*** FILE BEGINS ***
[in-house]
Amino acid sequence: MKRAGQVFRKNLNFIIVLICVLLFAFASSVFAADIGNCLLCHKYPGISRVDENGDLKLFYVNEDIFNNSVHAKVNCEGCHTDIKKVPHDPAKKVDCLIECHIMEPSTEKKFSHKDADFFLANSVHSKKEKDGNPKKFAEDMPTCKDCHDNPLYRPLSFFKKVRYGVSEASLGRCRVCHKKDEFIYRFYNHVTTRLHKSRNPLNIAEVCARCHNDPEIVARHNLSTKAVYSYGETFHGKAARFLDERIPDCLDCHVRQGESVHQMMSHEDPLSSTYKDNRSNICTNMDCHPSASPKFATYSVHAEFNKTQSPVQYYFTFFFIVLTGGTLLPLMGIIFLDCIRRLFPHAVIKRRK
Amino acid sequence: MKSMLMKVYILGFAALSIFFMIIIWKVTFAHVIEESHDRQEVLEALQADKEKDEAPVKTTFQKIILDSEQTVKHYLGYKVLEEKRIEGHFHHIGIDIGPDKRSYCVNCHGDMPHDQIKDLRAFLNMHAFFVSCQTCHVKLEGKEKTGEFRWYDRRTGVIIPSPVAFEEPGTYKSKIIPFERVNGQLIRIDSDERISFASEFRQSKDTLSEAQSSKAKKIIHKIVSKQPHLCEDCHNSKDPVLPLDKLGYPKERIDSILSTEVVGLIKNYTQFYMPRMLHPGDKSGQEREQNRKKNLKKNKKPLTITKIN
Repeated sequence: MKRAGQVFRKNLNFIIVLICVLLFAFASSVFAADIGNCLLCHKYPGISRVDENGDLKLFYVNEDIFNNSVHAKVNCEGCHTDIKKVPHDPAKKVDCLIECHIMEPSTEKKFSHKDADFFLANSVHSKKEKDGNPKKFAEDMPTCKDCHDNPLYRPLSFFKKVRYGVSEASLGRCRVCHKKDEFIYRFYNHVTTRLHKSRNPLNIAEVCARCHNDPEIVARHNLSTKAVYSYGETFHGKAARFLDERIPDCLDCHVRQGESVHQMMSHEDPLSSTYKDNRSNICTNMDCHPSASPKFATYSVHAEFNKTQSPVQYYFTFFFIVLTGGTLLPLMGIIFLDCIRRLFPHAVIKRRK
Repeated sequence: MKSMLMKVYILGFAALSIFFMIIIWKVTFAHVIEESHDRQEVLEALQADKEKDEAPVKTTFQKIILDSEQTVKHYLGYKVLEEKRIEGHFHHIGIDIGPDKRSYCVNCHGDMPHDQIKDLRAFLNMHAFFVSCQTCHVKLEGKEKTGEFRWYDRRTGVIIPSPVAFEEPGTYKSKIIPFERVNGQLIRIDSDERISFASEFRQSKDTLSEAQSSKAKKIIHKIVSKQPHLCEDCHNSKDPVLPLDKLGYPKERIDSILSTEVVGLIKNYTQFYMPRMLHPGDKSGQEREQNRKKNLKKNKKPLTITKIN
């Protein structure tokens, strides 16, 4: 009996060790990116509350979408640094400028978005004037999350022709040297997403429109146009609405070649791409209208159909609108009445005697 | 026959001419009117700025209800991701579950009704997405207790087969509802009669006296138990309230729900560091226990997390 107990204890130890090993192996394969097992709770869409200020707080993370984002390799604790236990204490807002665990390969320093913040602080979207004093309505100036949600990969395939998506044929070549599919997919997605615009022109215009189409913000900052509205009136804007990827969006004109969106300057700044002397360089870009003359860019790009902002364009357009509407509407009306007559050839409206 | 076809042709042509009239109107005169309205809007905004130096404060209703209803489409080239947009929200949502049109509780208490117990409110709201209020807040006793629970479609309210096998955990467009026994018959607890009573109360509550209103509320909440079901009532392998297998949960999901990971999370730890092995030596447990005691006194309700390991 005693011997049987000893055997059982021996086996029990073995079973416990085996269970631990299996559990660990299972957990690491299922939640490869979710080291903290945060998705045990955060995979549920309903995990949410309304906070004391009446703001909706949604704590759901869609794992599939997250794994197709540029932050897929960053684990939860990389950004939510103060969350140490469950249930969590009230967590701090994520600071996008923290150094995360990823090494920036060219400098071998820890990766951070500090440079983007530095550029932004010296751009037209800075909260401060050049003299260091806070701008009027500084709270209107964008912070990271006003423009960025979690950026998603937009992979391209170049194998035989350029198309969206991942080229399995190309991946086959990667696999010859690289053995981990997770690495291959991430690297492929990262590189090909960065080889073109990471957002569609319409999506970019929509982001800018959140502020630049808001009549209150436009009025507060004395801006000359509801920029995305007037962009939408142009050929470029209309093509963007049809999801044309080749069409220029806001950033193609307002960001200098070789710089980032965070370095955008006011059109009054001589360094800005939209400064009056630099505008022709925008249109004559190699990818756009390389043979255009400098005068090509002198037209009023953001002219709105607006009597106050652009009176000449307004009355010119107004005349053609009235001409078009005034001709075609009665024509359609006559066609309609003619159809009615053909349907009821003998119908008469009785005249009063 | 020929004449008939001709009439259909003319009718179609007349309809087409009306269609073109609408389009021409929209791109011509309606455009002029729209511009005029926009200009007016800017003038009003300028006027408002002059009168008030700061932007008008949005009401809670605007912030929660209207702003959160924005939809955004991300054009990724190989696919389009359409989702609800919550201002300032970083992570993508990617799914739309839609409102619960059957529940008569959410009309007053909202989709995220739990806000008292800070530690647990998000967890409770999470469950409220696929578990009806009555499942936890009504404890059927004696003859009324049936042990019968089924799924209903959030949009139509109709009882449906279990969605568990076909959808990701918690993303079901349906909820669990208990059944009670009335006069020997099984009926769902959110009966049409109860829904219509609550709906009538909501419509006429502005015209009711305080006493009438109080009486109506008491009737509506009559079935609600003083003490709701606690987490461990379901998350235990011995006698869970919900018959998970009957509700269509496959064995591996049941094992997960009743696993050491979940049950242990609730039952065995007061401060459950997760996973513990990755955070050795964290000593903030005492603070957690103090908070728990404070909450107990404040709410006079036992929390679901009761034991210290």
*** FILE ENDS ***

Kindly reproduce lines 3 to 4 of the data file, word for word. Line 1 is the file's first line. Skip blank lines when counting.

Amino acid sequence: MKSMLMKVYILGFAALSIFFMIIIWKVTFAHVIEESHDRQEVLEALQADKEKDEAPVKTTFQKIILDSEQTVKHYLGYKVLEEKRIEGHFHHIGIDIGPDKRSYCVNCHGDMPHDQIKDLRAFLNMHAFFVSCQTCHVKLEGKEKTGEFRWYDRRTGVIIPSPVAFEEPGTYKSKIIPFERVNGQLIRIDSDERISFASEFRQSKDTLSEAQSSKAKKIIHKIVSKQPHLCEDCHNSKDPVLPLDKLGYPKERIDSILSTEVVGLIKNYTQFYMPRMLHPGDKSGQEREQNRKKNLKKNKKPLTITKIN
Repeated sequence: MKRAGQVFRKNLNFIIVLICVLLFAFASSVFAADIGNCLLCHKYPGISRVDENGDLKLFYVNEDIFNNSVHAKVNCEGCHTDIKKVPHDPAKKVDCLIECHIMEPSTEKKFSHKDADFFLANSVHSKKEKDGNPKKFAEDMPTCKDCHDNPLYRPLSFFKKVRYGVSEASLGRCRVCHKKDEFIYRFYNHVTTRLHKSRNPLNIAEVCARCHNDPEIVARHNLSTKAVYSYGETFHGKAARFLDERIPDCLDCHVRQGESVHQMMSHEDPLSSTYKDNRSNICTNMDCHPSASPKFATYSVHAEFNKTQSPVQYYFTFFFIVLTGGTLLPLMGIIFLDCIRRLFPHAVIKRRK